There is one London borough that bucked the trend towards Labour across the capital. Barnet, a council area that is the most Jewish in Britain, with 15.5 per cent of the borough defining themselves as Jewish in the 2011 census. It seems hard to not link Labour’s failure to gain Hendon, as well as Finchley and Golders Green – both in the borough and held under the last Labour government – to instances of anti-Semitism in the party.

In a poll before the general election, just 13 per cent of British Jews said they were planning on voting Labour. First and foremost, if an ethnic minority does not feel they can trust our party – which is built on the idea of empowering people – then we are failing. The fact that it hurt us in these key seats matters, but less than this – it undermines our stance as an anti-racist party.

The link between these Barnet seats and East Renfrewshire, where Blair McDougall lost out, is also clear – East Renfrewshire has around half of Scotland’s Jewish population.

The suggestion that British Jews do not trust Labour is deeply troubling. We must change this.

Why was our internal data so off?

Talk to anyone in a seat regarded as marginal before the election campaign begun and they will tell you they did not see the result coming. Speaking to organisers in seats across the country – in the Wirral, inner London and the south east and few saw coming what turned out to be phenomenal majorities.

The conspiracy theory that somehow Labour HQ wanted to keep the successes as small as possible seems just that – lacking in evidence. It is worth looking, however, at why voter ID forms and our records did not seem to predict vote shares more accurately. For instance, were people to have known that Tooting, Ealing Central and Acton, Ilford North and Hove and Portslade were actually on track for very strong majorities, then activists could have been diverted to marginals. I went to a lot of these places – and elsewhere – where organisers, candidates and activists were feeling very uncertain – and I didn’t believe the only accurate pollsters, YouGov. In fact, were you to have asked me about the exit poll, I would have rubbished it – not because of a lack of information, but as a result of the best information available.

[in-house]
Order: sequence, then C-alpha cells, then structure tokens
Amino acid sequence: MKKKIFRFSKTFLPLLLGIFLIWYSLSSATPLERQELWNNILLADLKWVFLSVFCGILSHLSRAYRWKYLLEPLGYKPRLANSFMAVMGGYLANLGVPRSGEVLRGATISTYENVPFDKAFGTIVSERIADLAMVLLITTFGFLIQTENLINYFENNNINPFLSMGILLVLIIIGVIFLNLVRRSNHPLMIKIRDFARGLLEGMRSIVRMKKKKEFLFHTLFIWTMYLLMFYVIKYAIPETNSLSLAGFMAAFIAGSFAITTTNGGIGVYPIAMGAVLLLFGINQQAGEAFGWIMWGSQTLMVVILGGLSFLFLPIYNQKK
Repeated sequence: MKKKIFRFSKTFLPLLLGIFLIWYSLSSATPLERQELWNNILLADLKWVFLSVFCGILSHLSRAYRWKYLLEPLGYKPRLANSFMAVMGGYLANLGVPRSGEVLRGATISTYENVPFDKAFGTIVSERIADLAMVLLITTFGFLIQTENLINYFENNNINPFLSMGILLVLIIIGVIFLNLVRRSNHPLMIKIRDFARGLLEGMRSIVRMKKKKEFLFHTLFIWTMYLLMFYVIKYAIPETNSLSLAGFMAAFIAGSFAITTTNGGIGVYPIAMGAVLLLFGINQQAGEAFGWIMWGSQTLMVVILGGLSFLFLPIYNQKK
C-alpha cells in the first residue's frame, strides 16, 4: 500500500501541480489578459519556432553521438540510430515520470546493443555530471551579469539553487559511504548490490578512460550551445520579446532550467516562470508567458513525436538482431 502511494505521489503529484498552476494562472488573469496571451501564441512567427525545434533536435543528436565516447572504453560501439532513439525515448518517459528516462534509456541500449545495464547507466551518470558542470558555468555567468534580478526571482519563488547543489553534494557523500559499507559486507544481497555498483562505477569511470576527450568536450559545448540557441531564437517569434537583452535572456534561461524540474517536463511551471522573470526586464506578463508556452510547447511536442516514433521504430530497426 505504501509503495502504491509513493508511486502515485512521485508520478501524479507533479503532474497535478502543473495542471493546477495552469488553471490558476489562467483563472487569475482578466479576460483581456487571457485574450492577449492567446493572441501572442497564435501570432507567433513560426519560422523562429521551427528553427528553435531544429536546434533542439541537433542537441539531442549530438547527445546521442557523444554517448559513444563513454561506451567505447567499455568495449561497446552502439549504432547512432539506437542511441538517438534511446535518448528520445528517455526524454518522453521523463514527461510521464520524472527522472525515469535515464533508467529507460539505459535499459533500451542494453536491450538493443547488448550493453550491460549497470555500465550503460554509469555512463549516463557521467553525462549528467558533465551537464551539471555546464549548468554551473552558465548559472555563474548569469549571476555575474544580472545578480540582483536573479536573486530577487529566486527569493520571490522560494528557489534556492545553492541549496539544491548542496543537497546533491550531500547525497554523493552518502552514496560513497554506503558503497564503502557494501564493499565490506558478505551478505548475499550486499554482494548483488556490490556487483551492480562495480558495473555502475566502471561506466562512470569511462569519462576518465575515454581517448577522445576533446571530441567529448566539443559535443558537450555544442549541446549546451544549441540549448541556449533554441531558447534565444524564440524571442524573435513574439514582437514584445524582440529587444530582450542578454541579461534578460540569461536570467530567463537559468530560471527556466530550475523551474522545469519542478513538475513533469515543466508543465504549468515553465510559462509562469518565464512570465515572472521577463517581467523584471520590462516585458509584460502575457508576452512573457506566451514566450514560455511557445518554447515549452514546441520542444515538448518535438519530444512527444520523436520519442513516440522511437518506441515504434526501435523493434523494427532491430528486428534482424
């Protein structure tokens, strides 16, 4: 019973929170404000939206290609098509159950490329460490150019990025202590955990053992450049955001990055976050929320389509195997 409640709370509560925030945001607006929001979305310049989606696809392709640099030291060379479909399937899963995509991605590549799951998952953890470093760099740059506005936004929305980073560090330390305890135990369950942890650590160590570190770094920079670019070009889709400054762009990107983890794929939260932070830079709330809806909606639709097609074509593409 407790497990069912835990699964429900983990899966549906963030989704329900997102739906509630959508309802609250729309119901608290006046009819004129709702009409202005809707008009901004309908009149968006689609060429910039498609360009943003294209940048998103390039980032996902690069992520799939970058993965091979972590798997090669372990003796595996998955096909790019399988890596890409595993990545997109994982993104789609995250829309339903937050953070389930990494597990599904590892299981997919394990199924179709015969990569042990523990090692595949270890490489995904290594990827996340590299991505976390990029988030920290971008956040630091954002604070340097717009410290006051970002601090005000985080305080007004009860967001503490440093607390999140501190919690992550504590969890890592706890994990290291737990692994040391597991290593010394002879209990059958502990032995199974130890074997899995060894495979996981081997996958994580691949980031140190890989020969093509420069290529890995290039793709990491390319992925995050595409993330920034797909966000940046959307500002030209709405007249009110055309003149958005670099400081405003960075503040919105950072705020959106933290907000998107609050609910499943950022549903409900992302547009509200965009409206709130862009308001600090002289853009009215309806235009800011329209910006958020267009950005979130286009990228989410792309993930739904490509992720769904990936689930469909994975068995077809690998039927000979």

These heavy majorities tell us we don’t need to swarm canvassers in certain seats – and then allow us redirect activists to the places we narrowly missed out and those in need of shoring up. A better spread of activists could have a big impact in another general election.

Is the Labour vote soft? 

A good part of Labour’s coalition of voters seems a bit soft – and only put the cross in the local candidate’s box because they thought Jeremy Corbyn could not become prime minister. Lots of canvassers and candidates – particularly outside of the cities – were urging a vote for the local MP because of their hard work in the area, and the frequency with which the word “independent” featured on Labour campaign leaflets cannot be forgotten. Fast forward a few months and, with a hung parliament, these voters no longer exist. Of course, there are many who went to the polling station because they were enthused by Corbyn’s leadership – but we cannot ignore those who felt the opposite.

The question for the party is, what proportion of the vote is soft? A thorough examination of data should give us some idea. We need to look at this support base and harden it if we are to go forwards in the next election.